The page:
In a one and a half year-long project, the design team integrated sericulture research from the China Institute of Agricultural Science and advanced processing technology to reconstruct the functionality of Bosun Garden. Building on the original spatial structure and diverse array of activity spaces, the design team endeavored to build a park that could pass on the tradition and heritage of sericulture (the cultivation of silkworms to produce silk). The design philosophy of “light intervention micro-transformation” was applied to tap the space’s full potential as a cultural tourism site.
High-quality mulberry varieties were efficiently bred using pioneering agricultural methods and technology, such as a water-saving irrigation and planting system, a mulberry fishpond, and a dike pond. These features were also presented as a comprehensive interactive landscape system that can be enjoyed by all kinds of tourists. Bosun Garden gives new vitality to the natural environment while growing public attention towards the tradition of sericulture.
The core renovation strategy for Bosun Garden was to improve mulberry fruit cultivation and transmit silk culture by leveraging the original landscape structure. The process of silkworms spinning cocoons that finally become silk is abstracted into the building facade, space, and material. Bosun Garden’s overall design is based on the method of “natural aesthetics”. In this way, the house is “planted” as a flower is in the natural landscape. White or translucent materials are the principal components to not only reflect the hue of silkworms and cocoons but also to help the building blend into the environment.
Bosun Garden has multiple exhibition greenhouses within which are found a variety of advanced agricultural technology. In the planning phase, the design team considered the entire chain of the sericulture process to rearrange the space’s layout and highlight the silk industry and its culture. Different features were built that appealed to the three main target visitor groups: rural tourism enthusiasts, recreational sightseers, and those curious about science. From design to operation, the design team was committed to building the park into a demonstration area that would be enjoyable for as many people as possible.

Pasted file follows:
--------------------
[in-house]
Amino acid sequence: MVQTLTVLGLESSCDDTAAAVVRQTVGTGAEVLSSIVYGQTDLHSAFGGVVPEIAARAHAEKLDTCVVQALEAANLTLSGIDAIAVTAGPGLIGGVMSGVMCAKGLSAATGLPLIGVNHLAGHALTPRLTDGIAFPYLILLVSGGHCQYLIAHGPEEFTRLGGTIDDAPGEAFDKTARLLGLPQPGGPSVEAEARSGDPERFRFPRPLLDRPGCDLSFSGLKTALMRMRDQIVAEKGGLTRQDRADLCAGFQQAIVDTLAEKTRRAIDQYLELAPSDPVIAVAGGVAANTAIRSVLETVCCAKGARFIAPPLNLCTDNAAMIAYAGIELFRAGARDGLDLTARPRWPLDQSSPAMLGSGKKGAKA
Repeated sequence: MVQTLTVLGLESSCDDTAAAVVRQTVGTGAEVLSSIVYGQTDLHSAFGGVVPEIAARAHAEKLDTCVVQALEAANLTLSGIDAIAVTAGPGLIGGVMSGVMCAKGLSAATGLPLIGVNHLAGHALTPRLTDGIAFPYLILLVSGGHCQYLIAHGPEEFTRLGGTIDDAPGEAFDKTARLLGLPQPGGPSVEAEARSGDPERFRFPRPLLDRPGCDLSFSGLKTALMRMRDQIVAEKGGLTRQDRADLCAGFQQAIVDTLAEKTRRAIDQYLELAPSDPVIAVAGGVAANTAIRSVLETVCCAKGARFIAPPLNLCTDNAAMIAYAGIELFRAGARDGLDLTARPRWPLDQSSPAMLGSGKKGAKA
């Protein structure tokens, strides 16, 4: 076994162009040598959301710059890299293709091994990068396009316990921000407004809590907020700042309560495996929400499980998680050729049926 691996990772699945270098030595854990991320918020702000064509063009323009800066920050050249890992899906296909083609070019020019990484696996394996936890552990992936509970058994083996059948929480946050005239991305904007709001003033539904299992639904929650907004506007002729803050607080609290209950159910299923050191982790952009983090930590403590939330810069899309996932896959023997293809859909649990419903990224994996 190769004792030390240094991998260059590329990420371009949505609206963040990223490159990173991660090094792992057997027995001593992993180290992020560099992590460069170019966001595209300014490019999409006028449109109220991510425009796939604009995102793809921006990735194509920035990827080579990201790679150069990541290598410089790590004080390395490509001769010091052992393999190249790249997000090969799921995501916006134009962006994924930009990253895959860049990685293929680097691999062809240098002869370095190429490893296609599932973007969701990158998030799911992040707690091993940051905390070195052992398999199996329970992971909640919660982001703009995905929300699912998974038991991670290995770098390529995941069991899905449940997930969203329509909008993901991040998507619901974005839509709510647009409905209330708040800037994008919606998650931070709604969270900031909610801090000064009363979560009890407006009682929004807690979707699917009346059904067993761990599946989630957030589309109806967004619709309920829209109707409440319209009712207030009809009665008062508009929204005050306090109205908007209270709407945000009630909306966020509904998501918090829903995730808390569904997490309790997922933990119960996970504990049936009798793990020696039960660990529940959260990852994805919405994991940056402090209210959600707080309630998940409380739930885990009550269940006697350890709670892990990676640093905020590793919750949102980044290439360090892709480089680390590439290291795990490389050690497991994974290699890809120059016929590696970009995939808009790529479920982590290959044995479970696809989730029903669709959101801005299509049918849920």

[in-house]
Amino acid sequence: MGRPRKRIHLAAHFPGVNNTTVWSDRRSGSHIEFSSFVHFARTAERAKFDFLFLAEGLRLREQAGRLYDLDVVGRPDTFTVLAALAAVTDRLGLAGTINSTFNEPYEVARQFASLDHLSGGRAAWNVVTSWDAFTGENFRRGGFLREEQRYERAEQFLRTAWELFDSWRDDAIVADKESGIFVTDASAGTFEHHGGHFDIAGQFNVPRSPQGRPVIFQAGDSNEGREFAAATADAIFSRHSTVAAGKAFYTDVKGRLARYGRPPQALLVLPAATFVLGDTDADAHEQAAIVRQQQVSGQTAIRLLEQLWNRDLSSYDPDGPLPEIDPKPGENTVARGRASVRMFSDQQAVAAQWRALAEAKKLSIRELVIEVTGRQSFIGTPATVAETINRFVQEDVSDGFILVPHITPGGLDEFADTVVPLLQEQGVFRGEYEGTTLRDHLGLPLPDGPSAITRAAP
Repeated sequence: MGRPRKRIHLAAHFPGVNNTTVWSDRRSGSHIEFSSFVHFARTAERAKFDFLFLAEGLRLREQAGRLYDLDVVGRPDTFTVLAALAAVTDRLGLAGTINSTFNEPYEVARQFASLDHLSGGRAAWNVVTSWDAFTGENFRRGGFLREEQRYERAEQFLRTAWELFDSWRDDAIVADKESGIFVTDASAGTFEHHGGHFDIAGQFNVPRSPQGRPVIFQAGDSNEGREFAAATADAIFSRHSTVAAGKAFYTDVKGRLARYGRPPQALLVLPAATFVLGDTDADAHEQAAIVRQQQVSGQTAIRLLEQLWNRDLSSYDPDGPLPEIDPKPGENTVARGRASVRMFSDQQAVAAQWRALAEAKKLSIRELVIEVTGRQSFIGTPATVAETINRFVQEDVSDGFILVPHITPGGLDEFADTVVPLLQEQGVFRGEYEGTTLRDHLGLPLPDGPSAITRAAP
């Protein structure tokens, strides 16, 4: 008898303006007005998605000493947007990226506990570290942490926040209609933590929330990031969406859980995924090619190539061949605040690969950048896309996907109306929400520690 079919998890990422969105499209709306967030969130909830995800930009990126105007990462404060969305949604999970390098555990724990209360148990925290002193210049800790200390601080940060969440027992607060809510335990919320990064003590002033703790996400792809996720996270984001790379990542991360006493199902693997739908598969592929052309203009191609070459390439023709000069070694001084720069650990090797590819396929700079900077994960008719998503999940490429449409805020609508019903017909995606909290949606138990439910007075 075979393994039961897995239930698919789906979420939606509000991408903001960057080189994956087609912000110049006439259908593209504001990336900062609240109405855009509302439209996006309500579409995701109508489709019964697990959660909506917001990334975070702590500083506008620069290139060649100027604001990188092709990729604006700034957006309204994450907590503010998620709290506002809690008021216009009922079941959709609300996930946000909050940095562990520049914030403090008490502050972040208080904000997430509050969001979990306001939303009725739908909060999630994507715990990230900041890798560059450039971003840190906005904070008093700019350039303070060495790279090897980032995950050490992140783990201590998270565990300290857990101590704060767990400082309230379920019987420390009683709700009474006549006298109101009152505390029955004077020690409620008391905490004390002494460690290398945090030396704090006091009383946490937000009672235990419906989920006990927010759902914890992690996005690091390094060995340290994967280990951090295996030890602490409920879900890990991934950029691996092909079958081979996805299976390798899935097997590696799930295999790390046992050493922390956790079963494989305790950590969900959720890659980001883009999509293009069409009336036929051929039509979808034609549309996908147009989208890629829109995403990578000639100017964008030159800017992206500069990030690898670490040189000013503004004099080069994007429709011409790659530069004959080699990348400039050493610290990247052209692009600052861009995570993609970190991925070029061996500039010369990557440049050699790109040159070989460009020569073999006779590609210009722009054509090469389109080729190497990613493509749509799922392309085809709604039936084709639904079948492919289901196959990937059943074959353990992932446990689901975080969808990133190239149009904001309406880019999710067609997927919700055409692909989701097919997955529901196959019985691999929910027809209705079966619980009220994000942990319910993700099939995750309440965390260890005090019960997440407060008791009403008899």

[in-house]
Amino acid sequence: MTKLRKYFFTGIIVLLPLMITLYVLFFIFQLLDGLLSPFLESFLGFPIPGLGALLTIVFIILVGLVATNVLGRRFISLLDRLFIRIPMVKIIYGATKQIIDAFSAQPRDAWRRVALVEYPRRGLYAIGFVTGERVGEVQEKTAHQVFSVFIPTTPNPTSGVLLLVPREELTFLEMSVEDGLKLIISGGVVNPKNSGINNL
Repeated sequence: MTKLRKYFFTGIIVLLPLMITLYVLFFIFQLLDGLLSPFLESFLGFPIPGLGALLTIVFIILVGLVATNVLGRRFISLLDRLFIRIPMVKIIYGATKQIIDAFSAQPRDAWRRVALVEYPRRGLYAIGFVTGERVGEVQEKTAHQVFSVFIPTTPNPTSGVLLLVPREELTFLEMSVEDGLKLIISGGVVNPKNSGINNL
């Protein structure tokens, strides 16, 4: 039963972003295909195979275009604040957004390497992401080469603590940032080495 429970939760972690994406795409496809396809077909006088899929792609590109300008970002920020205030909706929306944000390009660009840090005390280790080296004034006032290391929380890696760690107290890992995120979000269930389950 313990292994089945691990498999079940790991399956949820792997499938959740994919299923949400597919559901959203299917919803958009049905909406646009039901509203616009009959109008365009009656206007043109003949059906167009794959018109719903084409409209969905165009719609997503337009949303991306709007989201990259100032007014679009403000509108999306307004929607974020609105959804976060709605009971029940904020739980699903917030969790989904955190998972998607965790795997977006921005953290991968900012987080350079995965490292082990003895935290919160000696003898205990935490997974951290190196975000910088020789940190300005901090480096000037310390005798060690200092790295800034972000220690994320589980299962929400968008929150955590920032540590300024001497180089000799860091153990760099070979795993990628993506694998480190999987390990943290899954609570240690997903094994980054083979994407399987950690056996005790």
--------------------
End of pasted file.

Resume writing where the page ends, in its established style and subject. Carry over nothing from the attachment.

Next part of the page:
Bosun Garden’s natural environment is superior. The original buildings also had solid foundations which allowed for more renovations instead of complete overhauls. The design team observed the design principles of “minimal artificiality”, “architectural dematerialization”, and “multi-functionality” in the transformation process.
As a project centered on agricultural tourism, Bosun Garden implants a creative culture and singular branding that revolves around promoting sericulture. It produces an extensive array of cultural products that reflect the park’s characteristics.
It took less than one year from design to completion of the Bosun Garden project. The park has successfully been transformed from an agricultural compound to a multi-functional science and culture propagation space. The park’s excellent planning, construction, and operation reflect the design team’s leadership, creativity, and organization abilities. After renovation, Bosun Garden has become the capital of sericulture research and education in Guangdong Province, and attractive space for people of all walks of life.
Reviving Sericulture via the Integrated Design of Bosun Garden | GVL Design Group
Project Location: Huadu District, Guangzhou City, Guangdong Province, China
Project Size: 530000㎡
Design Firm: GVL Design Group
Design Leaders: Peng Tao, Pan Qingwen
Design Team: Zhou Xianhui,Chang Yiheng, Li Wenlan, Xia Weizhou, Zeng Qixing, Wu Bing, Chen Yiyu, Nong Bo, Zhang Qiwei
Design Time: 7 months
Construction Time: 12 months
Photograph Copyright: GVL Design Group